Candida is the eponymous protagonist of Shaw's comic play Candida. She is an illustration of a character type intimately connected with Shaw's theories of gender. Essentially, the play argues that women are by nature strong and therefore are attracted to weaker men as that allows them to exercise dominance in a patriarchal society which offers little scope for female power outside the family environment. Over the long term, Shaw thinks that this should be changed by increasing gender equality. In this play, however, Shaw uses the character of Candida to illustrate the strength of women. Although the men in the play appear to demonstrate conventional male "strength" in the sense of success in business, the church, and the arts, it is Candida's strength and that of women in general who are the power behind this success.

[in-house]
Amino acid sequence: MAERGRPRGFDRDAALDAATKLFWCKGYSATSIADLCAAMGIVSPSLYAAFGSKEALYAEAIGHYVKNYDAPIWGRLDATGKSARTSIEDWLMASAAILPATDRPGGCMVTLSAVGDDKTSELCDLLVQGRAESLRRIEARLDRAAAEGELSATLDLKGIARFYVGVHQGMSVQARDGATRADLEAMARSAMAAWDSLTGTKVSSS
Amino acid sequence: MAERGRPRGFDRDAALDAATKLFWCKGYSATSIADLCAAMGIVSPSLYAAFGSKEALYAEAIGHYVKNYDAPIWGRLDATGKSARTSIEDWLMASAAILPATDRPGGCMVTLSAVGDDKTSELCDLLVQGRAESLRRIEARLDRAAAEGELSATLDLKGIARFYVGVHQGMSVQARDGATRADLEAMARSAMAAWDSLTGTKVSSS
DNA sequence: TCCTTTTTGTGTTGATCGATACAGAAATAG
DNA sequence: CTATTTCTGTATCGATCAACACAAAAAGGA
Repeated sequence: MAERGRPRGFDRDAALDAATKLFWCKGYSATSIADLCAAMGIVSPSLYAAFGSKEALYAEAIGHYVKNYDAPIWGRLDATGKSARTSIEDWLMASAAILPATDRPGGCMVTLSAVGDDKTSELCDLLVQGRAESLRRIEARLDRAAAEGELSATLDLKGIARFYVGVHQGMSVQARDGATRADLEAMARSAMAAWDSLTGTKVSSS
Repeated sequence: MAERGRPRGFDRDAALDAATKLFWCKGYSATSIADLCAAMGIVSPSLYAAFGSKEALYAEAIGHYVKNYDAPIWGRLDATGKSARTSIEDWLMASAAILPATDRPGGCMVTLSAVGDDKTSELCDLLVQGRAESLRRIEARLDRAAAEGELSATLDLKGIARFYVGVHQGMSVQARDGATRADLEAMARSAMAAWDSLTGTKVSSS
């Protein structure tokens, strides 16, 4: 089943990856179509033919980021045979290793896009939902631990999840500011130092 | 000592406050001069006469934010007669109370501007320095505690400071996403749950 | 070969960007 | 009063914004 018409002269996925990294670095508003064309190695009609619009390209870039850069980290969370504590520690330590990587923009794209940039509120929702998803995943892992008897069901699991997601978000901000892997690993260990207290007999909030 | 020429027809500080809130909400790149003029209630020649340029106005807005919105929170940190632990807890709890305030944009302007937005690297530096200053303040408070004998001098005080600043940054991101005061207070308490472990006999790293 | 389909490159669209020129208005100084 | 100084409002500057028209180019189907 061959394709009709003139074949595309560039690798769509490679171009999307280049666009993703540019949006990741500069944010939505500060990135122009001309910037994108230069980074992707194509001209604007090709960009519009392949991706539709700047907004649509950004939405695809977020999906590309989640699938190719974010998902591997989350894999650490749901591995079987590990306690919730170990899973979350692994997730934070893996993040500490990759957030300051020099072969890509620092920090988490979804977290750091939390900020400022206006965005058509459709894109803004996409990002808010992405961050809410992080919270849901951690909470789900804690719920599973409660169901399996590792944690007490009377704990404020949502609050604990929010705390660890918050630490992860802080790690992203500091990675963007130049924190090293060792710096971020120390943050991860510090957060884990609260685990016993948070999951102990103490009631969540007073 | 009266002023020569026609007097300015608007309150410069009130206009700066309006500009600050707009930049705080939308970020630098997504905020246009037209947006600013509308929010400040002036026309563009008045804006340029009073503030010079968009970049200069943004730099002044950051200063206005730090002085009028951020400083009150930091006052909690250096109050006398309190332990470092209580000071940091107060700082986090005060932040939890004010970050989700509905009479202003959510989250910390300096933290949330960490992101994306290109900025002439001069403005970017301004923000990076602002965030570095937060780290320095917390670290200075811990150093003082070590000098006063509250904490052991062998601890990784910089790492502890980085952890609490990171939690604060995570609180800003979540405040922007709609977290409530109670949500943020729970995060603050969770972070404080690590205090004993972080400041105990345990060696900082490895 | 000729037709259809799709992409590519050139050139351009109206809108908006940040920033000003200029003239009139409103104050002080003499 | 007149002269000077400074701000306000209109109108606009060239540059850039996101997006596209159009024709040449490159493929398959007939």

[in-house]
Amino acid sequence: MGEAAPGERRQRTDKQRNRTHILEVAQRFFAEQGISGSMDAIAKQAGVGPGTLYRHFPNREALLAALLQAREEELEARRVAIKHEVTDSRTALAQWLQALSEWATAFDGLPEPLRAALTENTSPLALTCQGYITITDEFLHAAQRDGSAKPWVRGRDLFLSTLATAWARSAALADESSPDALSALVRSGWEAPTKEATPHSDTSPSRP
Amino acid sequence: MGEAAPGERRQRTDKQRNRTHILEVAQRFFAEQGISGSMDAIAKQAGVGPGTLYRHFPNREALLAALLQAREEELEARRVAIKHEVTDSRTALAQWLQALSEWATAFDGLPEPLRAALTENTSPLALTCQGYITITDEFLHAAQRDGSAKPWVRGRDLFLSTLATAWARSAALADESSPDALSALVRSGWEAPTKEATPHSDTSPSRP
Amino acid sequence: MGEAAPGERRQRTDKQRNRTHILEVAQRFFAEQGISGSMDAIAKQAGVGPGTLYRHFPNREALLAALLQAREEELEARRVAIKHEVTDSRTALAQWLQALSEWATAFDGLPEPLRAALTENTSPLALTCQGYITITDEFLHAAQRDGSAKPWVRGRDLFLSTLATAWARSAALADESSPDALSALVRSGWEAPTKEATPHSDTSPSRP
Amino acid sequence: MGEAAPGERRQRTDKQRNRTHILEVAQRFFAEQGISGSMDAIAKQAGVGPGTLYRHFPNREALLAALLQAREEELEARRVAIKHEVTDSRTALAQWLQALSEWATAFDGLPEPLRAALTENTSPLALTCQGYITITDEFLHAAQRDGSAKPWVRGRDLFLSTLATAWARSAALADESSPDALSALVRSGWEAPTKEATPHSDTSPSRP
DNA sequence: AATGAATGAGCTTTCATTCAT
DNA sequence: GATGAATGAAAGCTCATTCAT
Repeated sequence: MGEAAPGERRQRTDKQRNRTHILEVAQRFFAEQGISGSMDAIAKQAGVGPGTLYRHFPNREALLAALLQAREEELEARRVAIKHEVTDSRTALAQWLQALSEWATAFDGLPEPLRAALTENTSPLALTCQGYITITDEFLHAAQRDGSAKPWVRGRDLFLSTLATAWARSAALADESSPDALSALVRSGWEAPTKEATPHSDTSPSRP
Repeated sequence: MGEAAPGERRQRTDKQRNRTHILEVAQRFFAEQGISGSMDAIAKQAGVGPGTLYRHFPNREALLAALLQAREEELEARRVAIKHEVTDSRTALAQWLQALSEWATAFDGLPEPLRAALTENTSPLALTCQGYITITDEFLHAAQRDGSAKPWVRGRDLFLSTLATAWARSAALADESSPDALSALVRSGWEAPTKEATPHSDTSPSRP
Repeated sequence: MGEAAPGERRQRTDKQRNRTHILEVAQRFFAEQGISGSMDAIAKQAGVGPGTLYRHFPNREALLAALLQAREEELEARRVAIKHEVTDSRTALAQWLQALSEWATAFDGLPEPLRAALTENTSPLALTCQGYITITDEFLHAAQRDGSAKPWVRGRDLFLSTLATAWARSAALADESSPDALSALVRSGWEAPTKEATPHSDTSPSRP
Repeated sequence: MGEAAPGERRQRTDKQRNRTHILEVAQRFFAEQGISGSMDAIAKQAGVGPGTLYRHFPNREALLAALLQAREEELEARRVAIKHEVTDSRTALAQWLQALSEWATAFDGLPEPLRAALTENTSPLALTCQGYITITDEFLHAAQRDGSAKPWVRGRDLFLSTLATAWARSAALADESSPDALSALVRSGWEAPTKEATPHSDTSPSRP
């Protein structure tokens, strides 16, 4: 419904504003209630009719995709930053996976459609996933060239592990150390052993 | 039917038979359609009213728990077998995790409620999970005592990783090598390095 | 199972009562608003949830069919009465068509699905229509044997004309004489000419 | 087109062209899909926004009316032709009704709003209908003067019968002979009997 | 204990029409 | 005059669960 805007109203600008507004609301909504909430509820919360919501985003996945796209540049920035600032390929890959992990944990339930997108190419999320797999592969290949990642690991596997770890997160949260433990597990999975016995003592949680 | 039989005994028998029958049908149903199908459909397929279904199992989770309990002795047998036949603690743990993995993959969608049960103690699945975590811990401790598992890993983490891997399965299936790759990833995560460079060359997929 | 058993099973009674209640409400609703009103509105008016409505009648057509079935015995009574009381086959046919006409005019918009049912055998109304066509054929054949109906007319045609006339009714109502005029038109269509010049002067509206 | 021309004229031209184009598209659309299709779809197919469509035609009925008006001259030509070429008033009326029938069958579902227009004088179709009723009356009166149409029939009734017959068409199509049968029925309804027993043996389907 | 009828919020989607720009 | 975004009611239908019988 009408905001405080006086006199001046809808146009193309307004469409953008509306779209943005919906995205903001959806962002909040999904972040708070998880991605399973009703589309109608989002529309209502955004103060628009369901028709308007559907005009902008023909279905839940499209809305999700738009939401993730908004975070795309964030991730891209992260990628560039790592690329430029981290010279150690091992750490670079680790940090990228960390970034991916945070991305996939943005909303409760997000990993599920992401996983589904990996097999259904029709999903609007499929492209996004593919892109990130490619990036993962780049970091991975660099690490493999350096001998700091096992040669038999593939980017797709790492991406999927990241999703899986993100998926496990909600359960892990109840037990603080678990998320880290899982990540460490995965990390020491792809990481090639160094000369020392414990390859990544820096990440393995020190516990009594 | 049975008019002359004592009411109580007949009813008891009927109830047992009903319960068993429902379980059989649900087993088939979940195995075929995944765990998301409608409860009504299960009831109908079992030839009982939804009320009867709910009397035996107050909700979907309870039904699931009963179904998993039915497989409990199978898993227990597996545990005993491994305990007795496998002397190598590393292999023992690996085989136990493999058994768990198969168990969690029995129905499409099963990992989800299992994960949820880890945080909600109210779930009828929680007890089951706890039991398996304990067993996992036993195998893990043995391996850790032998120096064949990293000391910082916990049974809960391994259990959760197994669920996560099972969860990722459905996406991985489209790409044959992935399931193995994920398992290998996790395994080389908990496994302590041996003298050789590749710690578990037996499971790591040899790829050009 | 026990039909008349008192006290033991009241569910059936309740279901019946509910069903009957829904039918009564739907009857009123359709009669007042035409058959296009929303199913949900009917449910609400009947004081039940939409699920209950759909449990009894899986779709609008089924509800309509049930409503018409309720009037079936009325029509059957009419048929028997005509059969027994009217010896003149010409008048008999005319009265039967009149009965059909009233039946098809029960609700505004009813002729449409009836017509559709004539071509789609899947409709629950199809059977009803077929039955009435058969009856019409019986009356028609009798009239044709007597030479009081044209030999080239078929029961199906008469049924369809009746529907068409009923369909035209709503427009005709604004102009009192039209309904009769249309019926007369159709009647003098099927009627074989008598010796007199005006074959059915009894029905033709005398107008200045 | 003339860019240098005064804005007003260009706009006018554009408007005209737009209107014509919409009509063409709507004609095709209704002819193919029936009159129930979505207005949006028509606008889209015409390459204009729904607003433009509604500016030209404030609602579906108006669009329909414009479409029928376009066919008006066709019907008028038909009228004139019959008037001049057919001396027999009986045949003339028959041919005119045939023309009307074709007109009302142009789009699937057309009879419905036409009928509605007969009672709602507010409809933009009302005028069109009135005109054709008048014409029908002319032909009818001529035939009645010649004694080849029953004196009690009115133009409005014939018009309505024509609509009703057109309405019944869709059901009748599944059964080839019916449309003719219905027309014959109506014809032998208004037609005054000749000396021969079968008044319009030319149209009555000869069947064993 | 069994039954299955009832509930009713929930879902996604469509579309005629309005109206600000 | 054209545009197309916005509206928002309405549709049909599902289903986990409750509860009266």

Candida herself is an anti-romantic character who sees marriage as grounded in partnership and support, not in momentary passion. She is intelligent and competent and has a level of wisdom and insight that enables her to make good choices. She has few social prejudices and is equally competent at cooking and managing her husband. She is fundamentally kind and clever and is an example of a true partner in a relationship. She is also a person who has a great amount of practical common sense.